On weekends and holidays, the city folk in Medellin like to escape to the countryside. I’d been hearing about foreigners visiting fincas (country houses) from time to time, and was hoping I’d have the opportunity to experience this aspect of Colombian culture as well before heading home in a few weeks.
I met Andrea through Couchsurfing last week when we went out salsa dancing. She brought two friends, one of whom was Lina. A Brazilian couchsurfer named Airton and a Colombian couchsurfer named Cristian also joined us, along with a few others. We danced, we stayed out late, we had fun together. I invited them to the party I was throwing at my apartment. The day after my party, I received my long-awaited finca invitation!
Lina, Andrea, Airton, and Cristian picked me up quite late. First, I’ve learned to really appreciate a normal car ride after having to depend on public transportation and walking for so long. Then, the hunt was on for our dinner. We drove across town to Las Palmas where we stopped at a 24-hour grocery store. The girls and Airton picked out much of the food, including a bottle of vodka. I had brought some leftover rum and wine from my party.
We then drove about 30-40 minutes north out of Medellin, past the terminus of the metro line in Niquia, and into new territory. The late hour meant little traffic, and we were soon passing the town of Copacabana, after which we reached Lina’s finca. Her mom had recently moved there, but was in Cartagena at the time. We got out of the car at the foot of a VERY steeply graded driveway, and hiked up it with the groceries.
Atop the hill, we found a cute house with a view across the highway and valley. It was midnight, and I was already anticipating the morning view. Cristian took the lead on turning our lumps of charcoal into a red-hot foundation for barbequing a big chunk of meat, chicken drumsticks, corn on the cob, and arepas. Airton and the girls took the lead on food prep and cooking, while I supervised (j/k). We opened a bottle of chilled white wine and Airton, being the resident Brazilian, mixed up some caipirinihas too.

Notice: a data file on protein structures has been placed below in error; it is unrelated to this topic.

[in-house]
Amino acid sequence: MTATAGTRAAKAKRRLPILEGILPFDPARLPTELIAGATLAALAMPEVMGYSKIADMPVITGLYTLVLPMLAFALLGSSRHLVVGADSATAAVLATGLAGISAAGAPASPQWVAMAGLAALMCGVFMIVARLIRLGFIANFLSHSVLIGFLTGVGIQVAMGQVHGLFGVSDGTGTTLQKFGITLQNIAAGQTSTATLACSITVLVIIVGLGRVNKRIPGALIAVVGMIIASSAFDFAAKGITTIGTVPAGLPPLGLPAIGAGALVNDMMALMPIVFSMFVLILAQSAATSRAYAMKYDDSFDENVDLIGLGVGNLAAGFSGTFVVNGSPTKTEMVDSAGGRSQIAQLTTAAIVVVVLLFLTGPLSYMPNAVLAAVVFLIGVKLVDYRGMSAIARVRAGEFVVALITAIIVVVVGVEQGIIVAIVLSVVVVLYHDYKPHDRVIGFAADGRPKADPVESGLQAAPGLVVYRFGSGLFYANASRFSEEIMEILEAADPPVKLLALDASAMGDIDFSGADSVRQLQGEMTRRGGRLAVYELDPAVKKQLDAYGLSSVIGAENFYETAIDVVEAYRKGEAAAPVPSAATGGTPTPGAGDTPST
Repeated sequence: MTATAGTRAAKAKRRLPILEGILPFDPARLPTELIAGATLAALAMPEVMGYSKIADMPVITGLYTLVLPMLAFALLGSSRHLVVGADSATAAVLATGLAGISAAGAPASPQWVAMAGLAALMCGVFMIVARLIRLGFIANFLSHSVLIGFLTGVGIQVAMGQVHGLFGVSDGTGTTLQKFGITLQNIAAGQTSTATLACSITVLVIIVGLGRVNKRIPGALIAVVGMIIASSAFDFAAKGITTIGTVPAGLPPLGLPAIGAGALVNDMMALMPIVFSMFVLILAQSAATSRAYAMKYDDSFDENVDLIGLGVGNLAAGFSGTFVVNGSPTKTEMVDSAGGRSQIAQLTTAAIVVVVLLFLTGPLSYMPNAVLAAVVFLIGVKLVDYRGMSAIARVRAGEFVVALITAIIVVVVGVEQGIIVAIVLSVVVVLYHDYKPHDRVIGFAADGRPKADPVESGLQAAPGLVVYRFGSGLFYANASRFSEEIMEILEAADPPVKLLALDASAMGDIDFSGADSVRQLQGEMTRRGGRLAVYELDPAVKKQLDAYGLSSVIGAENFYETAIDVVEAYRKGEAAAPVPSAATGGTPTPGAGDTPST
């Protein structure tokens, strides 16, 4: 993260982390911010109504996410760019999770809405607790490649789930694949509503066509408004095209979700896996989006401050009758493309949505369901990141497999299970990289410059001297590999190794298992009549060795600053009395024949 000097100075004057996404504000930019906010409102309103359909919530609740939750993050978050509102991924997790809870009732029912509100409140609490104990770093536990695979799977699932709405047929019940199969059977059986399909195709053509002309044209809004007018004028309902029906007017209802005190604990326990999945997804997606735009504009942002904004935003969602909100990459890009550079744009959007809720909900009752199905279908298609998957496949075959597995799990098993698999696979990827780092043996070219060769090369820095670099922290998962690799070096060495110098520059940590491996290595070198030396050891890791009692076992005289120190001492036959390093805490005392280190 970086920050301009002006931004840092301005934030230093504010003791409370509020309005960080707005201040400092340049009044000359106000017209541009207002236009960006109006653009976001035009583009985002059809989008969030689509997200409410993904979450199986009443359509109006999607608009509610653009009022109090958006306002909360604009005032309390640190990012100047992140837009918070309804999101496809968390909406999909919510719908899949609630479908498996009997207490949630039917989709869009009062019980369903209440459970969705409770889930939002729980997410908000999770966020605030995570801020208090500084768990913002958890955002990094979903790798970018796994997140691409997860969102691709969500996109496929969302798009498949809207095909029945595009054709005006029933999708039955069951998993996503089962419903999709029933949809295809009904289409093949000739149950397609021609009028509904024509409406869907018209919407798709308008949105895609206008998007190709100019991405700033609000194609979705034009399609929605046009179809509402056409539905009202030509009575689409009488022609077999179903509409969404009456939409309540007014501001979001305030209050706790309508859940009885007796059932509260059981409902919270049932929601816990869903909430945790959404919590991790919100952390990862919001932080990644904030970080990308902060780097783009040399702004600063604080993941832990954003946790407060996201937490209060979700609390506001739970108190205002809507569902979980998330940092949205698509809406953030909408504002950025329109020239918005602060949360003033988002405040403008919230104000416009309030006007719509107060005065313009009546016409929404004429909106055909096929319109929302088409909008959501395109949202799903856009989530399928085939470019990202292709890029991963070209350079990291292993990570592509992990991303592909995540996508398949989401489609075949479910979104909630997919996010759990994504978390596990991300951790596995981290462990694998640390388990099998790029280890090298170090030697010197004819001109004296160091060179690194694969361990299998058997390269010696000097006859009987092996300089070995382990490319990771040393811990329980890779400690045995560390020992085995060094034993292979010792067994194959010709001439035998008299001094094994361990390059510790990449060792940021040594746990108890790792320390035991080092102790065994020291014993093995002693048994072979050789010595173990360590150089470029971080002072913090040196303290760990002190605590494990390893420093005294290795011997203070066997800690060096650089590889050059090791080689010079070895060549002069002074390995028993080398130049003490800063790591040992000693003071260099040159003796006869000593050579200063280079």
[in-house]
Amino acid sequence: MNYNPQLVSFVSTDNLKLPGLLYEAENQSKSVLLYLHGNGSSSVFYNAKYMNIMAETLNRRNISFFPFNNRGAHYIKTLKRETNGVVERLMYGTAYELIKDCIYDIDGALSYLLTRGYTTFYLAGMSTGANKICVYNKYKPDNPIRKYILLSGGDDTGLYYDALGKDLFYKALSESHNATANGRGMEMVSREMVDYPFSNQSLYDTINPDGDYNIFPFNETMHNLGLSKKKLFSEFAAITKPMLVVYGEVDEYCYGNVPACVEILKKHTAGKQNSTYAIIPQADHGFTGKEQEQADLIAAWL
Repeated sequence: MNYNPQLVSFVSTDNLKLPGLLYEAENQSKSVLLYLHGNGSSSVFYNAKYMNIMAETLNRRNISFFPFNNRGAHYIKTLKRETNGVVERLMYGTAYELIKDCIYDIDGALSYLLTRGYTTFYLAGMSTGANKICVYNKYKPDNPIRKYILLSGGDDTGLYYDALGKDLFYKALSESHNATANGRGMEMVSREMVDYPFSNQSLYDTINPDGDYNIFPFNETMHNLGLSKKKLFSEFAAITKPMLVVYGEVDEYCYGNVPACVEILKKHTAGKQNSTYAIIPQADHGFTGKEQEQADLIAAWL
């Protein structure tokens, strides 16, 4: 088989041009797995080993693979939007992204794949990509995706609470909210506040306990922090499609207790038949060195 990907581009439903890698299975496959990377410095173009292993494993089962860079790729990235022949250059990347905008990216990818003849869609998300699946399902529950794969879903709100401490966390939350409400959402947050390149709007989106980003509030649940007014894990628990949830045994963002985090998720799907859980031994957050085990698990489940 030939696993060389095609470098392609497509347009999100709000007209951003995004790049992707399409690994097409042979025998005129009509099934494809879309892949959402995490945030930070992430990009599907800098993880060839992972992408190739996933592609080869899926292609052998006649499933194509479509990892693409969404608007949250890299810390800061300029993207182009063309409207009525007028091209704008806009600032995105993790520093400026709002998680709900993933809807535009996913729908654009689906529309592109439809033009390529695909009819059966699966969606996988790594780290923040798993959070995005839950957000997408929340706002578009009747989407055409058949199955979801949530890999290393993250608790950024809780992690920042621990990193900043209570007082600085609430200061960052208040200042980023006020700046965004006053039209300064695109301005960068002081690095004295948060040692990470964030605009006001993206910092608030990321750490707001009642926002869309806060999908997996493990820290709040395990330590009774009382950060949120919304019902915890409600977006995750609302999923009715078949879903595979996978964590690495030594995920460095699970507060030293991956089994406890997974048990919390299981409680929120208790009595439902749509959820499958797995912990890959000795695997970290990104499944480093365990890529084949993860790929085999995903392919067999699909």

Around 2 am, we finally sat down for dinner, and it was a great one at that. I’m not normally a fan of steaks, but the meat was tender and delicious. We enjoyed some rice and boiled potatoes as well. There is a sauce down here which is a combination of mayonnaise and mustard, which is a perfect dip for chips and the little potatoes.
After dinner, I was helping to wash the dishes when Lina suggested I come out and have fun instead. She took out some musical items – handheld rattles, a metal cylinder which you play by scraping a special metal fork against, and a plastic jug for drumming. I would venture to guess we made some sweet, sweet music that night.
I was reminded of a salsa combination I learned the prior week called “the sombrero” but I couldn’t remember it when I tried to show Andrea. This was my fear – doing well with the moves in class and then forgetting them once I was on my own! But having learned them once should make it easier to learn them again in the future.
To be continued…